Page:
Oddly, I don’t care much about background music. It’s nice during the show, and it can have some wonderful compositions, but vocal music is where my preferences lie. A series’ opening and ending define its identity (even if it’s only for part of its run), and character songs are my specialty. Since characters are what I focus on, these songs naturally serve as additional characterization. More and more of them are coming out only with DVDs/BDs these days, but that hasn’t dissuaded my love of them. It simply means the experience of collecting them all is drawn out over a few more months. They’re also a chance for the voice actresses to show off their skill, and they rarely discriminate. A sci-fi show is just as likely to get them as a romantic comedy or a drama. It all depends on the market, and that market is often people who share my tastes.
Faithfulness to the Source Material Is Not of Great Importance
Milky Holmes and Koihime Musou abandoned their male protagonists and let the girls interact among themselves, upped the comedy, and still managed to carry off a compelling story. Mayoi Neko Overrun! reinterpreted itself with every episode, and created a series that has an identity (and gimmick) that no other series has reproduced. Sengoku Collection was only loosely based on its card game, and crafted a loving tribute to film itself. Chuunibyou demo Koi ga Shitai heavily rewrote its book, but the parts it rewrote were for the better. The character of Sanae alone adds several dimensions to Rikka’s character. They were nothing like their source material, but that’s okay. To me, it shows that faithfulness can be good in itself, but it requires a tricky tightwalk balance. With something completely new, the only thing the writers have to be true to is themselves. In some ways, the series they’re creating are completely new, but the basic characters ideas are often close enough that they’re still recognizable. Idolmaster Xenoglossia is another such example. Even fan favorite true tears basically borrowed nothing from its same-named visual novel. I think that if they deviate, it’s not a tragedy. It can even be fun, seeing new areas of the world. “Anime original” shouldn’t be a curse.
Length Doesn’t Matter
22-minute shows are the norm, but I actually kind of like the wave of shorts that are coming out. A lot of them are hosting the kind of series I naturally like. Teekyuu! was incredibly wacky and dense for its running time, and this season, Yama no Susume is proving itself to be touching, Ai Mai Mii is notably demented (I find it comparable to modern day Cartoon Network), and Mangirl! is fun. Once again, I shall mention Yurumates 3D, which I feel was sorely overlooked. Even longer-ish series, like gdgd Fairies and Tentai Senshi Sunred rank among my favorites. A story should be exactly as long as the space needed to tell it. If that space happens to be three minutes, more power to them. The restrictions may force the showrunners to be more creative than if they had a standard amount of space.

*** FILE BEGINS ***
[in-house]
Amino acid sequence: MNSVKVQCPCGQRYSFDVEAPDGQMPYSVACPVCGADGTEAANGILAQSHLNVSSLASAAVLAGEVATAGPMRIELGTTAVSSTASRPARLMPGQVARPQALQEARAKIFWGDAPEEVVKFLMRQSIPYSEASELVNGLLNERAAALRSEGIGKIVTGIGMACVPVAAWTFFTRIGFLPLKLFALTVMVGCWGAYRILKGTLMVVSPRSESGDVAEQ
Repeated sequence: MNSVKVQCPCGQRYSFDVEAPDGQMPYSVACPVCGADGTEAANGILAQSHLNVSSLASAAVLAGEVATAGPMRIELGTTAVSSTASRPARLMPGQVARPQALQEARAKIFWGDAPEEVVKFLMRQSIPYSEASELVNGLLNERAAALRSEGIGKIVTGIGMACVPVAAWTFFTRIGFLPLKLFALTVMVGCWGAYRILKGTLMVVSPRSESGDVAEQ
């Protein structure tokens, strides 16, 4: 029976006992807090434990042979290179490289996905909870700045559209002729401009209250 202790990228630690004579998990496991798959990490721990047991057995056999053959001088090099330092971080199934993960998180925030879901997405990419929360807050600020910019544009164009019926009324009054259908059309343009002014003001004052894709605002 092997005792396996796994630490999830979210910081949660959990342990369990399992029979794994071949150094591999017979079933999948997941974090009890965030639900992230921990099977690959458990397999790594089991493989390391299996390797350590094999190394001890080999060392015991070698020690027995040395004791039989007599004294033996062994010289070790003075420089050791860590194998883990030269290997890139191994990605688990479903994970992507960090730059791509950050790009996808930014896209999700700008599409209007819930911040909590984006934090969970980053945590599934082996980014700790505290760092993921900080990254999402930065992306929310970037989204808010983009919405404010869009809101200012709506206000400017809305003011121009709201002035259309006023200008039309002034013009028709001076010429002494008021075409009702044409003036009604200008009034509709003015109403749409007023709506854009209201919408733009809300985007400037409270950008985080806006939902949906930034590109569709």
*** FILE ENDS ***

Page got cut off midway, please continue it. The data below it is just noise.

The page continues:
Proud Supporter of Akiba Culture
Otaku are not a hive mind. They are somewhat outcasts, and the deciders of the industry, but I find myself wanting to support them. They’re the ones that make fanart and doujins, spread memes and make events like the tie-in cafes worthwhile. Their version of reality may not be realistic, but they understand that fiction has room for both fun series and thought provoking series. And that the two can sometimes be the same thing. This applies to female otaku, too. Even the ones that like yaoi. They’re cut from the same cloth as the male fans, and I think both sides could learn a thing or two from each other. I see Akihabara as a nerd mecca, a wonderland full of friendly characters and the highest highs and lowest lows of fiction. It’s a theme park for a fandom-loving soul. I’ve never been to Akiba, nor met any of them personally, but from what I’ve seen of their online presence (except for maybe 2ch…), they’re people I could get along with. You can love cute anime girls doing cute things and still be an awesome guy. As long as you’re honest with yourself. I don’t even hate on Takotsuboya. He’s contributed to nerd culture through his infamy, but even that work has gone on to inspire others. We all support each other.
In conclusion, that is a portrait of me, Midonin, as an anime fan. I don’t know what the greater fandom will think of this, but I’m sure there’s a part of it that I’m giving a voice to. There’s room for all sorts of anime fans. My tastes were shaped by my experiences, and are something I can only vaguely sort of decipher. I’m still learning more about myself every day. But as long as everybody can be open and respectful with their preferences, towards themselves and towards others, this fandom may realize that we’re all in this together, and more alike than different. A man can dream, even if it’s an impossible dream.